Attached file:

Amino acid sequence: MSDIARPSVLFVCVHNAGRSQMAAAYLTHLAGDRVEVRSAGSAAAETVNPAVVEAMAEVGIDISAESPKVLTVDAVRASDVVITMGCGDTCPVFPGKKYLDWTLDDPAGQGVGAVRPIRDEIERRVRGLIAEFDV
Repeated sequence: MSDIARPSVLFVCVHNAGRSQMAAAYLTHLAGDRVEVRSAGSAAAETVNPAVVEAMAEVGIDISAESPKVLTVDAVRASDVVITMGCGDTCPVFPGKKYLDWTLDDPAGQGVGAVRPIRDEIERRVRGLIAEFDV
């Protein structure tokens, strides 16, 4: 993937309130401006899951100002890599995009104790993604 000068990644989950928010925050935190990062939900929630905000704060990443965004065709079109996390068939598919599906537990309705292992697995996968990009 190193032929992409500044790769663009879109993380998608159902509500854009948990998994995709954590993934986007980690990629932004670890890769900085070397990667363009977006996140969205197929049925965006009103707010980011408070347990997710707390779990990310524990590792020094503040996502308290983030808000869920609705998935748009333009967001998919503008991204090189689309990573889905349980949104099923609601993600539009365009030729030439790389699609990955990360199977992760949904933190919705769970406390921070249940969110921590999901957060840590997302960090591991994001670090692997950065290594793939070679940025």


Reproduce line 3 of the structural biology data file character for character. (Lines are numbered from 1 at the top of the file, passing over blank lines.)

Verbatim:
């Protein structure tokens, strides 16, 4: 993937309130401006899951100002890599995009104790993604 000068990644989950928010925050935190990062939900929630905000704060990443965004065709079109996390068939598919599906537990309705292992697995996968990009 190193032929992409500044790769663009879109993380998608159902509500854009948990998994995709954590993934986007980690990629932004670890890769900085070397990667363009977006996140969205197929049925965006009103707010980011408070347990997710707390779990990310524990590792020094503040996502308290983030808000869920609705998935748009333009967001998919503008991204090189689309990573889905349980949104099923609601993600539009365009030729030439790389699609990955990360199977992760949904933190919705769970406390921070249940969110921590999901957060840590997302960090591991994001670090692997950065290594793939070679940025």